I am a Habitat for Humanity Christian. This isn’t because I am on the board. Being on the board of Habitat certainly doesn’t make Habitat better (I am a very disruptive board member), but it has made me a better or even a real minister. This is because it is at Habitat that I learned the Theology of the Hammer pioneered by Millard Fuller and carried by Jimmy Carter. This is the idea that everyone, every effort, every volunteer second, every penny, every distant prayer that touches a Habitat for Humanity home is as valuable and meaningful as a large tract of land given by a wealthy family. The Theology of the Hammer (an applied theology of the Widow’s Mite) has taught me that my fancy robes and scarfs as a Mainline Protestant Minister ordained in one of the historic denominations isn’t any better or more important than my colleagues from evangelical house churches or people with no religious affiliation.
We all have something to offer. We all have mites to share that might could change the universe for good. We just have to believe and recognize The Worth of all Persons. All people are of Sacred Worth. This paradoxical idea is at the core of what makes Christianity good—if we forget this lesson, then there is no good worth saving.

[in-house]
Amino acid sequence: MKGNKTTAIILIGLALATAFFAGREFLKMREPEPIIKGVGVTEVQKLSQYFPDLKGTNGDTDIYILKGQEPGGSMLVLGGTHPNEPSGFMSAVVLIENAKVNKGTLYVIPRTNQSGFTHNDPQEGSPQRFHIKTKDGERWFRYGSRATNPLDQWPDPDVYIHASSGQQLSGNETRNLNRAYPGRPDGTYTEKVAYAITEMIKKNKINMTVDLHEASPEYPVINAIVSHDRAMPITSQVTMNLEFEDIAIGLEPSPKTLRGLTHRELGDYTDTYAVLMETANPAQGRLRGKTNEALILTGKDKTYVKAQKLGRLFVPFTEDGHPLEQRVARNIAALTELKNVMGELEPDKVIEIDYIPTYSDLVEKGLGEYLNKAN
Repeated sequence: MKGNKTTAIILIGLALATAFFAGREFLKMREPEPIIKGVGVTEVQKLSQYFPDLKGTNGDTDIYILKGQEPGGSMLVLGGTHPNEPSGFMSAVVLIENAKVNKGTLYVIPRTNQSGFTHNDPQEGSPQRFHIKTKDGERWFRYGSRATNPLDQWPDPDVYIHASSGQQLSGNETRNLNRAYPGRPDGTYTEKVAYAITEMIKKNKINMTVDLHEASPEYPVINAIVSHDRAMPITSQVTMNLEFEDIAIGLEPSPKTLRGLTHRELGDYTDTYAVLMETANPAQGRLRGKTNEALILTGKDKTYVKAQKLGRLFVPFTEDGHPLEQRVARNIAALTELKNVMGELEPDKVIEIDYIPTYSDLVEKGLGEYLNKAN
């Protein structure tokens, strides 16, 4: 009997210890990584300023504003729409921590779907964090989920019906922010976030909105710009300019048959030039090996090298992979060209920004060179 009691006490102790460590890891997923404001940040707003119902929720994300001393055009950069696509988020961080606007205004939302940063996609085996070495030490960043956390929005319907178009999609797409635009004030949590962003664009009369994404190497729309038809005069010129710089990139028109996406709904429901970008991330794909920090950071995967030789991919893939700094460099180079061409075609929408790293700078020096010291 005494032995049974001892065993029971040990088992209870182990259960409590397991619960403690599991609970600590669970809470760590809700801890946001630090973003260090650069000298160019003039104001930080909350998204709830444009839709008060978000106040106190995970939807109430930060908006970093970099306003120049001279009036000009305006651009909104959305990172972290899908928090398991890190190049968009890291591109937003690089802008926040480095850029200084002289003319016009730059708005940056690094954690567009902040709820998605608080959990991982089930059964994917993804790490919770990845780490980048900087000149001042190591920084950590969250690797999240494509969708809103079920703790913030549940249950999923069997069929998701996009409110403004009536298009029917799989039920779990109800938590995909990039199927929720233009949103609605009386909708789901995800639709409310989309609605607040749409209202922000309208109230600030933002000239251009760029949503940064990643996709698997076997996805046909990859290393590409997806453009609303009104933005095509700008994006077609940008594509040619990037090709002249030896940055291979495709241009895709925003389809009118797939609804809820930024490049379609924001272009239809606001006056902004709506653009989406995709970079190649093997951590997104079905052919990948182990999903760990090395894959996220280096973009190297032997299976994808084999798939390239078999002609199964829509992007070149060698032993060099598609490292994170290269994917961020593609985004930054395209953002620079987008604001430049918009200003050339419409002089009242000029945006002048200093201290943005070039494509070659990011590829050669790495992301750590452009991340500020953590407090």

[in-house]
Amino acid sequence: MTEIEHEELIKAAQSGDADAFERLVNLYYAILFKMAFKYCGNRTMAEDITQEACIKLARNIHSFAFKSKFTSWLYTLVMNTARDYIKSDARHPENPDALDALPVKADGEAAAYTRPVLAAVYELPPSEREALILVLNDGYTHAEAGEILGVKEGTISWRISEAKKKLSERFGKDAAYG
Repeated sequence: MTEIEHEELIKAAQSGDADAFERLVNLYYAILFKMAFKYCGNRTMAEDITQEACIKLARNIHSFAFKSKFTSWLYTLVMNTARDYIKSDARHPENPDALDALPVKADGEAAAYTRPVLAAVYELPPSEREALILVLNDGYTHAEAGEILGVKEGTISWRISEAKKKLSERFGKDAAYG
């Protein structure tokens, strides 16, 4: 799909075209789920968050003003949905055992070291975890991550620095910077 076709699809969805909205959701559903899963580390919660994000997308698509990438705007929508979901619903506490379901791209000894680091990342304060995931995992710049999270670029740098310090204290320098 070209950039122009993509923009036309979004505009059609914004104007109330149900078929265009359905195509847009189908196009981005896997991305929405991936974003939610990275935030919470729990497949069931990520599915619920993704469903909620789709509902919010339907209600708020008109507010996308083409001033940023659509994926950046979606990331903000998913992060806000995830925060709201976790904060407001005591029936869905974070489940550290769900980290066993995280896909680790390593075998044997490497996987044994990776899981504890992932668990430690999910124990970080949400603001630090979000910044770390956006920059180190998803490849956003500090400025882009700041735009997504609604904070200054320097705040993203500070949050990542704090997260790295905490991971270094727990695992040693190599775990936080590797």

We live in a time when the world around us wants you, me, all of us to live and to be as productive as a computer—to never make a mistake, never ere, always produce a greater data-driven outcome, live in perfection. Data is great and useful when coupled with, always first, a value for worth of intention and personhood. The world, work, family, even your own expectations of your capacity indicate that you are meant to be a computer and only generate quantifiable outcomes. This is Capitalism of the Soul by an impossible economy of selfhood—or Cannibalism of the Soul by our own impossible expectations. Our job as the church is to call BULL SHIT just like Jesus does this morning. What constitutes a person of worth in our economy of personhood is experiencing inflation… the mites, the worth we offer is valued less and less. It is our job to return over and over again to this story: Jesus claims that her effort is of worth and worthy. We have to be the Federal Reserve for the Economy of Jesus.